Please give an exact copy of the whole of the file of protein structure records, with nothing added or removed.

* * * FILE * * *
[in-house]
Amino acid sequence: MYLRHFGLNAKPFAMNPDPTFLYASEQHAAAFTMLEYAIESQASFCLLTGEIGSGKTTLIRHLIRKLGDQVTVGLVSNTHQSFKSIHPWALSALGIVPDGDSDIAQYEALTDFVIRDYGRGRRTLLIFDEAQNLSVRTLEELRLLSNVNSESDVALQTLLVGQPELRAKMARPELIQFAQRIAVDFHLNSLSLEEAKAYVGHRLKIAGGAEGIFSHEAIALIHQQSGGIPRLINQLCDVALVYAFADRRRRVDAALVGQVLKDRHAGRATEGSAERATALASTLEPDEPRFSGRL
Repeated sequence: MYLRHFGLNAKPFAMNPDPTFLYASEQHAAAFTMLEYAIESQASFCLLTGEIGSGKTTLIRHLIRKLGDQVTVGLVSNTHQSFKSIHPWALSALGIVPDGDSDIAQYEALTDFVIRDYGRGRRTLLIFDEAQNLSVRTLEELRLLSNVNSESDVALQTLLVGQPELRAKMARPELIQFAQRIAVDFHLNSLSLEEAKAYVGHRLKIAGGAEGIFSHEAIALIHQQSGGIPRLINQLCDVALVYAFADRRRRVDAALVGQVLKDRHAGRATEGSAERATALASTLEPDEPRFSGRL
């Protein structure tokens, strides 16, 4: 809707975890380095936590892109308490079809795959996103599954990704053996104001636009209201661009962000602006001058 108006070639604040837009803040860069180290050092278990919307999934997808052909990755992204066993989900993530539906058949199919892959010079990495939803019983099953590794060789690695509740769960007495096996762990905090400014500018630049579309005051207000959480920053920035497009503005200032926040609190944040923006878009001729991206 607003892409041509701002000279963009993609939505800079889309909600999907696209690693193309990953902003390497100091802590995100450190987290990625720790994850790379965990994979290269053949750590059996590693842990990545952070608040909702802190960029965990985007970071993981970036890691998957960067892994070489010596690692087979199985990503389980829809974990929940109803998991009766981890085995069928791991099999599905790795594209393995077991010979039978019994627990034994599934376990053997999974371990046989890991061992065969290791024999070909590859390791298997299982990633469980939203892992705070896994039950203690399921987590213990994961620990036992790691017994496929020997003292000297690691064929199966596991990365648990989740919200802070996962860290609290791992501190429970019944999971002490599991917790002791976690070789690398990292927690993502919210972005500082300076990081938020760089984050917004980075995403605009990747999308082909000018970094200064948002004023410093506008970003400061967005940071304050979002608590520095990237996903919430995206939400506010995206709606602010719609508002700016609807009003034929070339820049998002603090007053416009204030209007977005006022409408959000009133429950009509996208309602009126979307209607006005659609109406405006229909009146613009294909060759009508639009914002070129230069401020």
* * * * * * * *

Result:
[in-house]
Amino acid sequence: MYLRHFGLNAKPFAMNPDPTFLYASEQHAAAFTMLEYAIESQASFCLLTGEIGSGKTTLIRHLIRKLGDQVTVGLVSNTHQSFKSIHPWALSALGIVPDGDSDIAQYEALTDFVIRDYGRGRRTLLIFDEAQNLSVRTLEELRLLSNVNSESDVALQTLLVGQPELRAKMARPELIQFAQRIAVDFHLNSLSLEEAKAYVGHRLKIAGGAEGIFSHEAIALIHQQSGGIPRLINQLCDVALVYAFADRRRRVDAALVGQVLKDRHAGRATEGSAERATALASTLEPDEPRFSGRL
Repeated sequence: MYLRHFGLNAKPFAMNPDPTFLYASEQHAAAFTMLEYAIESQASFCLLTGEIGSGKTTLIRHLIRKLGDQVTVGLVSNTHQSFKSIHPWALSALGIVPDGDSDIAQYEALTDFVIRDYGRGRRTLLIFDEAQNLSVRTLEELRLLSNVNSESDVALQTLLVGQPELRAKMARPELIQFAQRIAVDFHLNSLSLEEAKAYVGHRLKIAGGAEGIFSHEAIALIHQQSGGIPRLINQLCDVALVYAFADRRRRVDAALVGQVLKDRHAGRATEGSAERATALASTLEPDEPRFSGRL
């Protein structure tokens, strides 16, 4: 809707975890380095936590892109308490079809795959996103599954990704053996104001636009209201661009962000602006001058 108006070639604040837009803040860069180290050092278990919307999934997808052909990755992204066993989900993530539906058949199919892959010079990495939803019983099953590794060789690695509740769960007495096996762990905090400014500018630049579309005051207000959480920053920035497009503005200032926040609190944040923006878009001729991206 607003892409041509701002000279963009993609939505800079889309909600999907696209690693193309990953902003390497100091802590995100450190987290990625720790994850790379965990994979290269053949750590059996590693842990990545952070608040909702802190960029965990985007970071993981970036890691998957960067892994070489010596690692087979199985990503389980829809974990929940109803998991009766981890085995069928791991099999599905790795594209393995077991010979039978019994627990034994599934376990053997999974371990046989890991061992065969290791024999070909590859390791298997299982990633469980939203892992705070896994039950203690399921987590213990994961620990036992790691017994496929020997003292000297690691064929199966596991990365648990989740919200802070996962860290609290791992501190429970019944999971002490599991917790002791976690070789690398990292927690993502919210972005500082300076990081938020760089984050917004980075995403605009990747999308082909000018970094200064948002004023410093506008970003400061967005940071304050979002608590520095990237996903919430995206939400506010995206709606602010719609508002700016609807009003034929070339820049998002603090007053416009204030209007977005006022409408959000009133429950009509996208309602009126979307209607006005659609109406405006229909009146613009294909060759009508639009914002070129230069401020």